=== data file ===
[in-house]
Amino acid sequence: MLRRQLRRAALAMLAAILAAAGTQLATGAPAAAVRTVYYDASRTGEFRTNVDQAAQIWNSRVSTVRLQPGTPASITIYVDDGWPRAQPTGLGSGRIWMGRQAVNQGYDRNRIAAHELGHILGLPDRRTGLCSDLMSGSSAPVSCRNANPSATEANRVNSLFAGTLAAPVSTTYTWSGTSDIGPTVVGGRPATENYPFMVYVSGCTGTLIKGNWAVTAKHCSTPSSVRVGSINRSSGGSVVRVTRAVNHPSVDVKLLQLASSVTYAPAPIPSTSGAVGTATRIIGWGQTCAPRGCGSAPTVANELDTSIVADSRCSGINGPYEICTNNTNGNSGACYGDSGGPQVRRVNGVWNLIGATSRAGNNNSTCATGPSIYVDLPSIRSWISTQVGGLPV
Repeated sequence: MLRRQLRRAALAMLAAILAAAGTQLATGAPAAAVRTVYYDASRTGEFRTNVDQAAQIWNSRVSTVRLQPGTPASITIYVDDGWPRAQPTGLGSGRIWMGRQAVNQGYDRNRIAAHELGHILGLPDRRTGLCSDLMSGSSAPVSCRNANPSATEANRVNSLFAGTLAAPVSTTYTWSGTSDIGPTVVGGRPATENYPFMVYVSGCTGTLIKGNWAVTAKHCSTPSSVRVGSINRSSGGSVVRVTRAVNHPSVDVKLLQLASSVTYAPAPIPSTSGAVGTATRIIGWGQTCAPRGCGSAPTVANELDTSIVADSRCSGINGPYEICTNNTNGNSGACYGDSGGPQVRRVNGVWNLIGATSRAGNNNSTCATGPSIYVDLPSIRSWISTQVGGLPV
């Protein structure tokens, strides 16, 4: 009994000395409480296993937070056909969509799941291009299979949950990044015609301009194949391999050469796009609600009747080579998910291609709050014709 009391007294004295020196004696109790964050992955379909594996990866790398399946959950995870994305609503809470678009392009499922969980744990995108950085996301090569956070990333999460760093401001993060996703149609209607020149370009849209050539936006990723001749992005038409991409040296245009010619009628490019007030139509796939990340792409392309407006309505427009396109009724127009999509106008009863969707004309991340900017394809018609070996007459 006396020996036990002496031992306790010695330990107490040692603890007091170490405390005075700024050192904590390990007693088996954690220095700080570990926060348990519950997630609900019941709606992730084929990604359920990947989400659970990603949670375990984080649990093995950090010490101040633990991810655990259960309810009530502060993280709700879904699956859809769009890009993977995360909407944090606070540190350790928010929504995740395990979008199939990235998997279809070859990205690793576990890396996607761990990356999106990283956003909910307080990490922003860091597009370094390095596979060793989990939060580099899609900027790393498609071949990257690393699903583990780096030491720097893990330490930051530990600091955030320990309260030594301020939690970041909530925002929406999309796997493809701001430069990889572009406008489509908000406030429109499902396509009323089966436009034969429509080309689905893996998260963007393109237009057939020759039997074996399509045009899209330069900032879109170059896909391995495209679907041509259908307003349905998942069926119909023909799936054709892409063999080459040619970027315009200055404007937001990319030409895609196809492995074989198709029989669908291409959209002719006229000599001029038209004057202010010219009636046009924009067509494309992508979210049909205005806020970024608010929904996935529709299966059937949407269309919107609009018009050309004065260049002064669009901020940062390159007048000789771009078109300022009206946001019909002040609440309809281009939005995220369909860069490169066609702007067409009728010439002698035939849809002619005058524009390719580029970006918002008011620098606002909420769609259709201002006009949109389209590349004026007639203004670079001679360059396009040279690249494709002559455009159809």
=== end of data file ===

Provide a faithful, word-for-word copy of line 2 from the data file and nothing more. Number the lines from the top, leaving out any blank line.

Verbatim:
Amino acid sequence: MLRRQLRRAALAMLAAILAAAGTQLATGAPAAAVRTVYYDASRTGEFRTNVDQAAQIWNSRVSTVRLQPGTPASITIYVDDGWPRAQPTGLGSGRIWMGRQAVNQGYDRNRIAAHELGHILGLPDRRTGLCSDLMSGSSAPVSCRNANPSATEANRVNSLFAGTLAAPVSTTYTWSGTSDIGPTVVGGRPATENYPFMVYVSGCTGTLIKGNWAVTAKHCSTPSSVRVGSINRSSGGSVVRVTRAVNHPSVDVKLLQLASSVTYAPAPIPSTSGAVGTATRIIGWGQTCAPRGCGSAPTVANELDTSIVADSRCSGINGPYEICTNNTNGNSGACYGDSGGPQVRRVNGVWNLIGATSRAGNNNSTCATGPSIYVDLPSIRSWISTQVGGLPV